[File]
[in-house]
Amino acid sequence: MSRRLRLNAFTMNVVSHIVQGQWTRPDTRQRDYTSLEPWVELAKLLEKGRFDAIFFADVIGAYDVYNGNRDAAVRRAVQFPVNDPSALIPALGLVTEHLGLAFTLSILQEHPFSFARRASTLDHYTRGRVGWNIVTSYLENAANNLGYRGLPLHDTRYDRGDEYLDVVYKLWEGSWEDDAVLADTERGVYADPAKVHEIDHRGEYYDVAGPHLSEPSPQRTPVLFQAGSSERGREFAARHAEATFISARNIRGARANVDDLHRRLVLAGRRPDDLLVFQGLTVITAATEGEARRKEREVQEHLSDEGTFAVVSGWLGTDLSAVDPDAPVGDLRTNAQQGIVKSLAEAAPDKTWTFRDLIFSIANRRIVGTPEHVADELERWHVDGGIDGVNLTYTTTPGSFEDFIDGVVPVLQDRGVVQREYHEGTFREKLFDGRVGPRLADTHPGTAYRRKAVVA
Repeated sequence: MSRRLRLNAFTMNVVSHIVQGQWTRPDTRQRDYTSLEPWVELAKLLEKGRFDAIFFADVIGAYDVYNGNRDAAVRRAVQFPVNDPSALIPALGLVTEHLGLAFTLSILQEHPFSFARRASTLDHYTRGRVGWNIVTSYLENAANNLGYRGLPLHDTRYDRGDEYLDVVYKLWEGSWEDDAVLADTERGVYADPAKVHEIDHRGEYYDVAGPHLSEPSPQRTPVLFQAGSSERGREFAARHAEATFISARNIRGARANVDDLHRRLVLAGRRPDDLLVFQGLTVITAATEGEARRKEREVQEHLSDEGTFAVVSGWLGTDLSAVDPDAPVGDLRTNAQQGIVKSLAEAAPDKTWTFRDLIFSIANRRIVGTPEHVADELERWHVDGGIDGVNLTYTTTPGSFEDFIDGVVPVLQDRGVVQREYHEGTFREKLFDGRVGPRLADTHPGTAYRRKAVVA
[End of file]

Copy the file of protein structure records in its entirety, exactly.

[in-house]
Amino acid sequence: MSRRLRLNAFTMNVVSHIVQGQWTRPDTRQRDYTSLEPWVELAKLLEKGRFDAIFFADVIGAYDVYNGNRDAAVRRAVQFPVNDPSALIPALGLVTEHLGLAFTLSILQEHPFSFARRASTLDHYTRGRVGWNIVTSYLENAANNLGYRGLPLHDTRYDRGDEYLDVVYKLWEGSWEDDAVLADTERGVYADPAKVHEIDHRGEYYDVAGPHLSEPSPQRTPVLFQAGSSERGREFAARHAEATFISARNIRGARANVDDLHRRLVLAGRRPDDLLVFQGLTVITAATEGEARRKEREVQEHLSDEGTFAVVSGWLGTDLSAVDPDAPVGDLRTNAQQGIVKSLAEAAPDKTWTFRDLIFSIANRRIVGTPEHVADELERWHVDGGIDGVNLTYTTTPGSFEDFIDGVVPVLQDRGVVQREYHEGTFREKLFDGRVGPRLADTHPGTAYRRKAVVA
Repeated sequence: MSRRLRLNAFTMNVVSHIVQGQWTRPDTRQRDYTSLEPWVELAKLLEKGRFDAIFFADVIGAYDVYNGNRDAAVRRAVQFPVNDPSALIPALGLVTEHLGLAFTLSILQEHPFSFARRASTLDHYTRGRVGWNIVTSYLENAANNLGYRGLPLHDTRYDRGDEYLDVVYKLWEGSWEDDAVLADTERGVYADPAKVHEIDHRGEYYDVAGPHLSEPSPQRTPVLFQAGSSERGREFAARHAEATFISARNIRGARANVDDLHRRLVLAGRRPDDLLVFQGLTVITAATEGEARRKEREVQEHLSDEGTFAVVSGWLGTDLSAVDPDAPVGDLRTNAQQGIVKSLAEAAPDKTWTFRDLIFSIANRRIVGTPEHVADELERWHVDGGIDGVNLTYTTTPGSFEDFIDGVVPVLQDRGVVQREYHEGTFREKLFDGRVGPRLADTHPGTAYRRKAVVA